Facebook statuses take the form of your name (linked to your profile) followed by whatever you type in the box. Many people take advantage of this to make their name the subject of a sentence:
Russell doesn’t update his blog much.
But this is by no means universal. Many an update on my home page look like
Russell updating your status is boring
And many other sorts of formats. But what about the comments you can leave in response to others’ status updates? Those too begin with a linked, correctly capitalized name, but I have yet to see (or at least remember) a comment that used that name as the subject of a sentence. They all look like
Russell that’s great, Bill!
Russell thinks that’s great!
Russell wonders why.
I thought it might be because the main status field tells you your name will appear in the beginning of your feed, while the comment field doesn’t. But that’s not true. It doesn’t seem like the different prompts (what’s on your mind? vs write a comment) would necessarily do it. Maybe it’s about topicality: the status is about the status-holder/typer, but the comment isn’t necessarily about the commenter.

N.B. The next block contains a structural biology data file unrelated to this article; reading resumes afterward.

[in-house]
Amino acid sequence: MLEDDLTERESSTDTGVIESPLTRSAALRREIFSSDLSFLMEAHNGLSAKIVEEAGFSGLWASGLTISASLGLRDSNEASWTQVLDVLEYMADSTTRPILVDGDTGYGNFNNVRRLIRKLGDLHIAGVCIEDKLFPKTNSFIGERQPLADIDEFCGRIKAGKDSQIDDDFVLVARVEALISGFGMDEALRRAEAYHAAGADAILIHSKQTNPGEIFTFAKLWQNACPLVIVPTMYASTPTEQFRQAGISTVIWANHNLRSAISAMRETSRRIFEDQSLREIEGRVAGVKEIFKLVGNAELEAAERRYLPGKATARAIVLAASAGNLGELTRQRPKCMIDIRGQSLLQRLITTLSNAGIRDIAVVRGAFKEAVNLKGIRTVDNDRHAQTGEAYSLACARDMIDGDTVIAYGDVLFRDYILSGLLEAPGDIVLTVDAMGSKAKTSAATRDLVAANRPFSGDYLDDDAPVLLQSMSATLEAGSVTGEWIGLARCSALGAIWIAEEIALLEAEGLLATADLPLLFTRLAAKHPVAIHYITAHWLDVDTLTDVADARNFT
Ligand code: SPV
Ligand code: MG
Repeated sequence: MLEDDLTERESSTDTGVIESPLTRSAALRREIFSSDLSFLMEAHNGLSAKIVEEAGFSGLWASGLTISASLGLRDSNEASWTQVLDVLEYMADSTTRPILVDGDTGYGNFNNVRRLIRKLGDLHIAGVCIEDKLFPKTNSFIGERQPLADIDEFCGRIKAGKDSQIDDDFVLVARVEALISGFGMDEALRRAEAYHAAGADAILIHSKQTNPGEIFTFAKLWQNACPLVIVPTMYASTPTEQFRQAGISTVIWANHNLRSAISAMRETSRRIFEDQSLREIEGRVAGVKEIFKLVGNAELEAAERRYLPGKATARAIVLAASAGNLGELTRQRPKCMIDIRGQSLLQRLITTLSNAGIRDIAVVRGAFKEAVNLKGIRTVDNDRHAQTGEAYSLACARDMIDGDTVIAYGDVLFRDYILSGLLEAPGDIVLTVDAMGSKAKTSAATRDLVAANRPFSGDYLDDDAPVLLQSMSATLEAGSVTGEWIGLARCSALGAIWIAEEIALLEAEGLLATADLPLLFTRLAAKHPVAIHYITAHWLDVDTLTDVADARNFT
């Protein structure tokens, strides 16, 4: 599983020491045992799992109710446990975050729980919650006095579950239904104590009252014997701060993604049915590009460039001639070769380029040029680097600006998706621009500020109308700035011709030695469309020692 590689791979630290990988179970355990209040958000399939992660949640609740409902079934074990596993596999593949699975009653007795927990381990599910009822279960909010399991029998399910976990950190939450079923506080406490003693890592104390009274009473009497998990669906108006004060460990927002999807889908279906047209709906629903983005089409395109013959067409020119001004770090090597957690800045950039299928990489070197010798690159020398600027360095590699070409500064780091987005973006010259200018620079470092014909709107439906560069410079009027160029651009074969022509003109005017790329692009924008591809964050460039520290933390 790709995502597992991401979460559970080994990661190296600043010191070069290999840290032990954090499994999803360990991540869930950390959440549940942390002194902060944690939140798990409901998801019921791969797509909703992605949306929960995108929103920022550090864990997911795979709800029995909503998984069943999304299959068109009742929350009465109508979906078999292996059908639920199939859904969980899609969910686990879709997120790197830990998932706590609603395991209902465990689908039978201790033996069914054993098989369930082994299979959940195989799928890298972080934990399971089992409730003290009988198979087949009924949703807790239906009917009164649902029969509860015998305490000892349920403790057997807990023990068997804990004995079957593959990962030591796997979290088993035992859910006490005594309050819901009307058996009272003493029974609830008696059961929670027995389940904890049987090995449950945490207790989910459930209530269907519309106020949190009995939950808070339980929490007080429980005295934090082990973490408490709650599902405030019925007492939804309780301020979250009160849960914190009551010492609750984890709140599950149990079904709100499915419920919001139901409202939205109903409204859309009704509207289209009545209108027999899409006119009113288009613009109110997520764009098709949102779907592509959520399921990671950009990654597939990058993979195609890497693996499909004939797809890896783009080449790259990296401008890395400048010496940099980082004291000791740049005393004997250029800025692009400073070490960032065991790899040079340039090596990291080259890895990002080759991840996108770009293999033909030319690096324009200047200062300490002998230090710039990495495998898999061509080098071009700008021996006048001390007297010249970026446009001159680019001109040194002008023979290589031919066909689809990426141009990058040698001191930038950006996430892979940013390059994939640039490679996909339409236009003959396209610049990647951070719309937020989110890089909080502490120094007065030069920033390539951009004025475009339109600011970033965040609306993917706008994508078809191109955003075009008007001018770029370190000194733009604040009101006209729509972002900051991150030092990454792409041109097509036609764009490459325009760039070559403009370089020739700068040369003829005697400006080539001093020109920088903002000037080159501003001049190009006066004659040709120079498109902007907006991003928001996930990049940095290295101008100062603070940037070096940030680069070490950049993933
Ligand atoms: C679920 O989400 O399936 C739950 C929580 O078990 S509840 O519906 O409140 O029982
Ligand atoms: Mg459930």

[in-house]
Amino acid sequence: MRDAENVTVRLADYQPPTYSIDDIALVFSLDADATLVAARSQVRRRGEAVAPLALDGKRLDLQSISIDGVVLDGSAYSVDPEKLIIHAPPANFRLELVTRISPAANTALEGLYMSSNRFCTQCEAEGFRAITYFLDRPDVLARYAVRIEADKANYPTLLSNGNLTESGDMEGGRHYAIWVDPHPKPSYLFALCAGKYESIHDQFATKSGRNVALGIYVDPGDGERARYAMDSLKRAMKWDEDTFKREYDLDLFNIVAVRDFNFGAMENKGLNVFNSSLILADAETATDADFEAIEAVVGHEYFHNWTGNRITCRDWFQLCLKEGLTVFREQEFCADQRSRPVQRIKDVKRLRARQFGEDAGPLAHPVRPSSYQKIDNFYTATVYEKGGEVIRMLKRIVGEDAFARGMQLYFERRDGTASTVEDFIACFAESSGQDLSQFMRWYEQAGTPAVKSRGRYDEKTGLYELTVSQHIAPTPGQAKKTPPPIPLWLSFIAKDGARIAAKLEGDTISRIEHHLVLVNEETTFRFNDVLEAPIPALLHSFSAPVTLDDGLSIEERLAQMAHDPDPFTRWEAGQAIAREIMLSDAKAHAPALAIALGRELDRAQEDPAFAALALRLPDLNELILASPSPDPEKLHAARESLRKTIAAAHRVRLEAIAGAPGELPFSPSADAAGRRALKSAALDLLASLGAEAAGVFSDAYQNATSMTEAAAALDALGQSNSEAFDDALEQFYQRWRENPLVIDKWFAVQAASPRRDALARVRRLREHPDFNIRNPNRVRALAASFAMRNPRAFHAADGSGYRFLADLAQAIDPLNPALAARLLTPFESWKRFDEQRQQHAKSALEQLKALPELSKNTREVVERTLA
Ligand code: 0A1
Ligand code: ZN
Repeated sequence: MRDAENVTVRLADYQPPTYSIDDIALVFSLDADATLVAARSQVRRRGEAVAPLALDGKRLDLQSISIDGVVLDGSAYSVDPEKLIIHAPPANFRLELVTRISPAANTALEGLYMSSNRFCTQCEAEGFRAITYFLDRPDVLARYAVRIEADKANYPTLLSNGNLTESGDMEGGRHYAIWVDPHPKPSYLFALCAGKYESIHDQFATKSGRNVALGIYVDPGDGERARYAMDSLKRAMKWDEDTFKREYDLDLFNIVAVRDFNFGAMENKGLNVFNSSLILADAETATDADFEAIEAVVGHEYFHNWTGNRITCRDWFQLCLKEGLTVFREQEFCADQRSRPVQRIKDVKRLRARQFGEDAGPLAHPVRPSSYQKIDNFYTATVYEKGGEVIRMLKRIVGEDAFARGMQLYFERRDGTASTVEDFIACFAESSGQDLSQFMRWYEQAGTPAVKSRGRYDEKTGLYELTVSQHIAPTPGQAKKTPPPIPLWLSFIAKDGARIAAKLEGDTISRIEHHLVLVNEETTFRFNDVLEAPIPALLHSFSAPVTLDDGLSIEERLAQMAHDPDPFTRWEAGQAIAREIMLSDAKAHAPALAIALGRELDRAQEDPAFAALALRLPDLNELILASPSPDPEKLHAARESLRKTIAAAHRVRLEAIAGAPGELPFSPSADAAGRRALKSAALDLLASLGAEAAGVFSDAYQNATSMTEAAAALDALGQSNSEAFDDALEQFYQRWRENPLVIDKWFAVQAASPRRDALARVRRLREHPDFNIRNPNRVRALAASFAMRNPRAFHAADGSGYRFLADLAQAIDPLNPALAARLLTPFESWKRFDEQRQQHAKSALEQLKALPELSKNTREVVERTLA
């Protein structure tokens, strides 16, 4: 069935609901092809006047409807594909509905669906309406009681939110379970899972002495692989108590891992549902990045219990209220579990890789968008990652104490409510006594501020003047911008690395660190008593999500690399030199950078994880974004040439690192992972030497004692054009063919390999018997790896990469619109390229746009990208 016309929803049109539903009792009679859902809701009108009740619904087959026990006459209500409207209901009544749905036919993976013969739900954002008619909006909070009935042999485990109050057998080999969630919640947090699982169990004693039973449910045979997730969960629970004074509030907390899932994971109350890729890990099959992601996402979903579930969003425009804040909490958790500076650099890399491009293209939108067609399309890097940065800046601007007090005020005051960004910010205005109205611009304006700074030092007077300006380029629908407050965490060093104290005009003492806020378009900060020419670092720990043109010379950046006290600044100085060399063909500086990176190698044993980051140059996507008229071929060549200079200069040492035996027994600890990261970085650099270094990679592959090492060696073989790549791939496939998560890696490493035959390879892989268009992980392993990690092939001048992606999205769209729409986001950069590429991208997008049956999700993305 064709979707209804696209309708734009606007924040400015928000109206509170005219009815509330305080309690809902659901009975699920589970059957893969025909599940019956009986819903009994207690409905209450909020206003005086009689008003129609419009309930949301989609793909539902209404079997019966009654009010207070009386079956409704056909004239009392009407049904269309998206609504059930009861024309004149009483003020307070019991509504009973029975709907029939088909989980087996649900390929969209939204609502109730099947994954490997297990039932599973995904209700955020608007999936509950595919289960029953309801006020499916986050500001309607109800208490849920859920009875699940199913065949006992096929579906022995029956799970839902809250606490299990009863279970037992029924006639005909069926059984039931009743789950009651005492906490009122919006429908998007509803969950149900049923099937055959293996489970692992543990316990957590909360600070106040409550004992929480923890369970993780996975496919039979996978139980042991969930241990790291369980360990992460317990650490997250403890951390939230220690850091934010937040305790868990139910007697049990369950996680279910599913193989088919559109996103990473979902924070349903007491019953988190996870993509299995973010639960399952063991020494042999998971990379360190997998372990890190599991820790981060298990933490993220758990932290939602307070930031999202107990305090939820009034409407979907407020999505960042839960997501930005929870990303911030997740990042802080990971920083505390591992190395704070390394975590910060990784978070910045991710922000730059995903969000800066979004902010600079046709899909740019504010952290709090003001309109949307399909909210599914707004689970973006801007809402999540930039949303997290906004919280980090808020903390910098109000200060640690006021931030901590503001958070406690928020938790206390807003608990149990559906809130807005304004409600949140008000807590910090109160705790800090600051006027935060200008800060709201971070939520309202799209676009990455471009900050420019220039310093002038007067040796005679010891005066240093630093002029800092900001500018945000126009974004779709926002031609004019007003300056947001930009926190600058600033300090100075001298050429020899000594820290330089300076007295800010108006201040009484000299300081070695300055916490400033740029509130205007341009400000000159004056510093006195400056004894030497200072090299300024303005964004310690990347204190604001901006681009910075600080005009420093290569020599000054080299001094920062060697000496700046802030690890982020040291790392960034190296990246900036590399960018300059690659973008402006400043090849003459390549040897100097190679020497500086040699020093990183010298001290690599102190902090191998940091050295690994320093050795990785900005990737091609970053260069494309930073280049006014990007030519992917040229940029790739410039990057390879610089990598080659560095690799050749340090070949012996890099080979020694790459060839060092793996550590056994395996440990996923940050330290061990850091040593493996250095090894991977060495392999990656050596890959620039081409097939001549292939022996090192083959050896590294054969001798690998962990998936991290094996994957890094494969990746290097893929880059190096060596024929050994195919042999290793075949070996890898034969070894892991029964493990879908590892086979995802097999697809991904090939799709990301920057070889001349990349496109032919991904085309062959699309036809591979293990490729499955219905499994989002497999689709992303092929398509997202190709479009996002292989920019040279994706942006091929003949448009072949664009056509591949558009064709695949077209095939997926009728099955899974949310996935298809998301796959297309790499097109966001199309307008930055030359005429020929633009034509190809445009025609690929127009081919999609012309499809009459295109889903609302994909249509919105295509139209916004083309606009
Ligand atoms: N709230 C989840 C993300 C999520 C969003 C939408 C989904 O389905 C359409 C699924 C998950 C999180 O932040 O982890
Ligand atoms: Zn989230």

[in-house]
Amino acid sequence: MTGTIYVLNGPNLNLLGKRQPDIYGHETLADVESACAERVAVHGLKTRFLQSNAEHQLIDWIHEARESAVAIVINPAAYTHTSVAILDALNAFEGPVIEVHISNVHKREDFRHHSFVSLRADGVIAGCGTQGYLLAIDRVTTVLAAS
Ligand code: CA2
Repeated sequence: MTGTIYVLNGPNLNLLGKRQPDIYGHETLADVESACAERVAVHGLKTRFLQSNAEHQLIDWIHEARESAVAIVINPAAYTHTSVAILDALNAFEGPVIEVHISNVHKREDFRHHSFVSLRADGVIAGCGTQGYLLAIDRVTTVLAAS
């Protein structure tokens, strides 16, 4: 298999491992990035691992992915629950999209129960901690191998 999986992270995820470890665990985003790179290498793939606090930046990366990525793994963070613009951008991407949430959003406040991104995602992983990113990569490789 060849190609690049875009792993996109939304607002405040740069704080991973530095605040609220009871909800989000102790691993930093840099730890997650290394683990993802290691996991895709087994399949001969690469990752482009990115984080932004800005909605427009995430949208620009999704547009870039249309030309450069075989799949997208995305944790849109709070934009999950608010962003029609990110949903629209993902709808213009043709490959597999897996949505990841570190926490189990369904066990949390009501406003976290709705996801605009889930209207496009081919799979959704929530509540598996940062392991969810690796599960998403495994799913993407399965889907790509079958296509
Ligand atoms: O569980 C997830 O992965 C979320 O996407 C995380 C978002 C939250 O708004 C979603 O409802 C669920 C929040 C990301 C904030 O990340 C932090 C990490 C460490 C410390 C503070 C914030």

Or Maybe it’s more historical? Earlier, all status updates started with “[name] is”, but even with the demise of that restriction people still like to exploit the fact that their names appear right before their custom text. I don’t know when comments started being implemented, but perhaps they came in after any facebook-enforced subjecthood requirements, so the custom never caught on.
Or maybe it’s something more genre-like: the status is an broadcast announcement, so it makes sense for it to be a sentence about you, while the comment (while also potentially readable by everyone) is more personal and so a more flexible information structure and syntax is needed?